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Submarine cable to connect Africa with the Americas

New transatlantic submarine cable will connect Africa to South America

Cable network operator Angola Cables has announced its intentions to build the world’s first submarine cable network to link South America and Africa, in partnership with infrastructure provider NEC.

The two companies are aiming to launch the fully operational South Atlantic Cable System (SACS) by the end of 2016. Covering the 6000km South Atlantic Ocean between Angola and Brazil, the connection is designed with four pairs of fibre, subsequently achieving capacity of about 40 Tbps, with bandwidths of 100×100 Gbps on each fibre pair.

SACS will be supplemented with another submarine system currently under construction, which will link South America to North America. Cable of the Americas (COTA) will connect Santos and Fortaleza in Brazil to Miami in the USA, therefore indirectly providing Angola and West Africa with a high-speed link to North America.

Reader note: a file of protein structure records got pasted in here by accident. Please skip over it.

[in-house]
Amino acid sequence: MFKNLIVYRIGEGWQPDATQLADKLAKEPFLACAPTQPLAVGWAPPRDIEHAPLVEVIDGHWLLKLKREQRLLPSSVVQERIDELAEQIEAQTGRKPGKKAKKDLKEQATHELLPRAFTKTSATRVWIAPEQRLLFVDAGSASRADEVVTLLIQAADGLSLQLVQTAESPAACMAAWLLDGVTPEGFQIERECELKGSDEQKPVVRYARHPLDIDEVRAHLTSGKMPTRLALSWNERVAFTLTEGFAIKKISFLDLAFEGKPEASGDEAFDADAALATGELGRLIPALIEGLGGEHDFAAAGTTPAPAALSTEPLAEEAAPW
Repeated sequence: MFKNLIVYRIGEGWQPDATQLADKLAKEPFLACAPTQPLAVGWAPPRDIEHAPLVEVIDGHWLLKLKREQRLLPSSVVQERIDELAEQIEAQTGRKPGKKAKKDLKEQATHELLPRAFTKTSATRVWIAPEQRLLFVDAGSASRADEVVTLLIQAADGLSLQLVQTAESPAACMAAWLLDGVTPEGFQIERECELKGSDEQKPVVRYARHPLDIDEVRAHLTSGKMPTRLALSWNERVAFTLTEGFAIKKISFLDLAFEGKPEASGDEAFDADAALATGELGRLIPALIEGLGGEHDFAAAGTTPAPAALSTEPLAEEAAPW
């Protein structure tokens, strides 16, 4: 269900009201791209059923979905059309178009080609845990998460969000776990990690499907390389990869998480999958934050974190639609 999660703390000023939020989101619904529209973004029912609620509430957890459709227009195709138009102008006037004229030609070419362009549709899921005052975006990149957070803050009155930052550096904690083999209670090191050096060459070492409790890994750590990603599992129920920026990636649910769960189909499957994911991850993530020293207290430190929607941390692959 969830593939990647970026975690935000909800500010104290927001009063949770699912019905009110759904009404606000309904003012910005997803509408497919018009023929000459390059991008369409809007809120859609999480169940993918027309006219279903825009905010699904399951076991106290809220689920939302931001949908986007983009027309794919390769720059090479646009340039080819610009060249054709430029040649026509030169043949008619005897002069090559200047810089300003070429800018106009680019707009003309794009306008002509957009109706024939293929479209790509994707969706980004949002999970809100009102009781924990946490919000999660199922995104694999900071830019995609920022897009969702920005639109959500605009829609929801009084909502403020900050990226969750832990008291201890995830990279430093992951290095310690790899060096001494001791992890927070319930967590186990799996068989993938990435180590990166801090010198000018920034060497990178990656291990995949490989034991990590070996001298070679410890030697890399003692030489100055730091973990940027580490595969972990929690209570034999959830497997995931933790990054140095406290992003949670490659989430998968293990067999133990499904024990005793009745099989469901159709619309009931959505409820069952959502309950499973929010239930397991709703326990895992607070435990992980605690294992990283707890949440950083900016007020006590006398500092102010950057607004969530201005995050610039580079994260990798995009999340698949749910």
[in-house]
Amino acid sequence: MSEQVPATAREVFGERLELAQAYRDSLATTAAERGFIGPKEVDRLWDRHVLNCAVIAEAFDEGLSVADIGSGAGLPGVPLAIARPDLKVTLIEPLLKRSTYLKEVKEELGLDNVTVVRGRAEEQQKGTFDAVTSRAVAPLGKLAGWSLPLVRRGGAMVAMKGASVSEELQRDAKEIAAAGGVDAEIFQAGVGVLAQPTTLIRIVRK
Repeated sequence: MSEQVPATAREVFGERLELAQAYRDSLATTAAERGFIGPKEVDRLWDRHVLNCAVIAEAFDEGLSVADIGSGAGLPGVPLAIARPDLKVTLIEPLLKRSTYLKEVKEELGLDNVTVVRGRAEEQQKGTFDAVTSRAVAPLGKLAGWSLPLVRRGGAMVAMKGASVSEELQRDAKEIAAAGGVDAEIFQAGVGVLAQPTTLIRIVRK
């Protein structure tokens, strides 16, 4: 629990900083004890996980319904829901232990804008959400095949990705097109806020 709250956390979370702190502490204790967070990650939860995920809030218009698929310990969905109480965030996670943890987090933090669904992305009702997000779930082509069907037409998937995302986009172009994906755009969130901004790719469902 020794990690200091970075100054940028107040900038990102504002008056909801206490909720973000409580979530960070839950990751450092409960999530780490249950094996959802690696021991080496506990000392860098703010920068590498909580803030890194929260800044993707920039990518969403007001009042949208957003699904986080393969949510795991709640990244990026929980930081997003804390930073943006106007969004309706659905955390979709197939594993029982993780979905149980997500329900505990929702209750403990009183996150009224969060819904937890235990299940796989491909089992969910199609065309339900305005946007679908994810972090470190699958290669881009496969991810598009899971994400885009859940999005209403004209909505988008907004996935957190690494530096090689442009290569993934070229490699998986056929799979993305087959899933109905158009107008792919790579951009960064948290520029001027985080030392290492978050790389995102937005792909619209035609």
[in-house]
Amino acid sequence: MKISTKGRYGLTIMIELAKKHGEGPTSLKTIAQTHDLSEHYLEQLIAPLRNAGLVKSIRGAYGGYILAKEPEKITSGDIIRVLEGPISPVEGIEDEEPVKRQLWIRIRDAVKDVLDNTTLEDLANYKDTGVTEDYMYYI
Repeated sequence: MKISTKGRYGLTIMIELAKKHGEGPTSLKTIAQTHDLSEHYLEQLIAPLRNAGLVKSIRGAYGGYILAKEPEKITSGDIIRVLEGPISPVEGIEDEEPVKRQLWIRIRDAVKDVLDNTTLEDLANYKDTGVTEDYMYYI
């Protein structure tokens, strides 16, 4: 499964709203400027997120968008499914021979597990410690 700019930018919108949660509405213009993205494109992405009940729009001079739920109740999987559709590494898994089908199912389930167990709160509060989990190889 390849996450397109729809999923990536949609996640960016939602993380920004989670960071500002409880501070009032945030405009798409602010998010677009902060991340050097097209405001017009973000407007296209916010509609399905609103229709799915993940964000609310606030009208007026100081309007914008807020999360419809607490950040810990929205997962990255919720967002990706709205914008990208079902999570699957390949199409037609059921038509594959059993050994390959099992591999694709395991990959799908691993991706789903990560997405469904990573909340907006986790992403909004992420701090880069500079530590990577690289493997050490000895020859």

The network builder also claims that the first transatlantic system in the Southern hemisphere will enable more global connections from Asia and Africa.

“It is the first transatlantic system in the Southern hemisphere, connecting Africa and South America. Since it is an alternative route to the North Atlantic cables, it will allow alternative connections from Asia and Africa to the rest of the world,” it said in a statement.

Angola Cables’ mission is to transform Angola into one of the major telecommunication hubs in Africa. This new submarine cable, together with our other projects, will help to improve connectivity between Angola and Africa to Latin and North America,” said António Nunes, CEO of Angola Cables. “We will continue to develop our internet highways to enable our telecoms, ISP and enterprise customers to differentiate themselves in today’s competitive and highly-evolving African marketplace.”

According to Angola Cables, the African telecommunications industry is experiencing the highest rate of internet traffic growth in the world today. As a result of the two new submarine cable infrastructures, both Angola Cables and NEC are optimistic that high speed and high capacity international data transmissions will be achieved, encouraging both international trade and economic growth in two booming.


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